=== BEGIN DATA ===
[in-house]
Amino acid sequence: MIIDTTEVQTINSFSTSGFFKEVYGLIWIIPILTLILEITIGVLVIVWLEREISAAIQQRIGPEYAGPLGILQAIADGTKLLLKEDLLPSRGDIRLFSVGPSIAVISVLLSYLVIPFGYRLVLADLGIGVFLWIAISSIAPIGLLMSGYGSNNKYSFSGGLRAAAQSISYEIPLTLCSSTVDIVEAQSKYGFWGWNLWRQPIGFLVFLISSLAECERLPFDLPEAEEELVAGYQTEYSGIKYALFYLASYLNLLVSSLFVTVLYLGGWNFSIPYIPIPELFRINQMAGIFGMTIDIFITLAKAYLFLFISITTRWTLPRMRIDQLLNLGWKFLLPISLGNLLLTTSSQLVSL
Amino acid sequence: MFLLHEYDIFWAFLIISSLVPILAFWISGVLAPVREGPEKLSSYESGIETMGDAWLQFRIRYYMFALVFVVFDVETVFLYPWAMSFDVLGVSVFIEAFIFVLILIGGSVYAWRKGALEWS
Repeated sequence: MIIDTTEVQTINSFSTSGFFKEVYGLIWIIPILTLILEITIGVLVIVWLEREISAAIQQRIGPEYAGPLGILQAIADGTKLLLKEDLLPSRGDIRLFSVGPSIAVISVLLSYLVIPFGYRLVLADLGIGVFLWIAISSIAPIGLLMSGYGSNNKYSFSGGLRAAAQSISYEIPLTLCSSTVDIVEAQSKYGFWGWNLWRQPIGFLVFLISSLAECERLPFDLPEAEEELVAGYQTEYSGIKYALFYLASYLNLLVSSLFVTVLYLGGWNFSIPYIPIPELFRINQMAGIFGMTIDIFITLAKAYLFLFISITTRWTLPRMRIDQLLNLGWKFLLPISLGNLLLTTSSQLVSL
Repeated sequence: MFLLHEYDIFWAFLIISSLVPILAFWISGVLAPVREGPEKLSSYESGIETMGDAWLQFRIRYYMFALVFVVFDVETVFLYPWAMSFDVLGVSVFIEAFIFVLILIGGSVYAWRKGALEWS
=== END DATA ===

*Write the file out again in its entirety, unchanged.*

[in-house]
Amino acid sequence: MIIDTTEVQTINSFSTSGFFKEVYGLIWIIPILTLILEITIGVLVIVWLEREISAAIQQRIGPEYAGPLGILQAIADGTKLLLKEDLLPSRGDIRLFSVGPSIAVISVLLSYLVIPFGYRLVLADLGIGVFLWIAISSIAPIGLLMSGYGSNNKYSFSGGLRAAAQSISYEIPLTLCSSTVDIVEAQSKYGFWGWNLWRQPIGFLVFLISSLAECERLPFDLPEAEEELVAGYQTEYSGIKYALFYLASYLNLLVSSLFVTVLYLGGWNFSIPYIPIPELFRINQMAGIFGMTIDIFITLAKAYLFLFISITTRWTLPRMRIDQLLNLGWKFLLPISLGNLLLTTSSQLVSL
Amino acid sequence: MFLLHEYDIFWAFLIISSLVPILAFWISGVLAPVREGPEKLSSYESGIETMGDAWLQFRIRYYMFALVFVVFDVETVFLYPWAMSFDVLGVSVFIEAFIFVLILIGGSVYAWRKGALEWS
Repeated sequence: MIIDTTEVQTINSFSTSGFFKEVYGLIWIIPILTLILEITIGVLVIVWLEREISAAIQQRIGPEYAGPLGILQAIADGTKLLLKEDLLPSRGDIRLFSVGPSIAVISVLLSYLVIPFGYRLVLADLGIGVFLWIAISSIAPIGLLMSGYGSNNKYSFSGGLRAAAQSISYEIPLTLCSSTVDIVEAQSKYGFWGWNLWRQPIGFLVFLISSLAECERLPFDLPEAEEELVAGYQTEYSGIKYALFYLASYLNLLVSSLFVTVLYLGGWNFSIPYIPIPELFRINQMAGIFGMTIDIFITLAKAYLFLFISITTRWTLPRMRIDQLLNLGWKFLLPISLGNLLLTTSSQLVSL
Repeated sequence: MFLLHEYDIFWAFLIISSLVPILAFWISGVLAPVREGPEKLSSYESGIETMGDAWLQFRIRYYMFALVFVVFDVETVFLYPWAMSFDVLGVSVFIEAFIFVLILIGGSVYAWRKGALEWS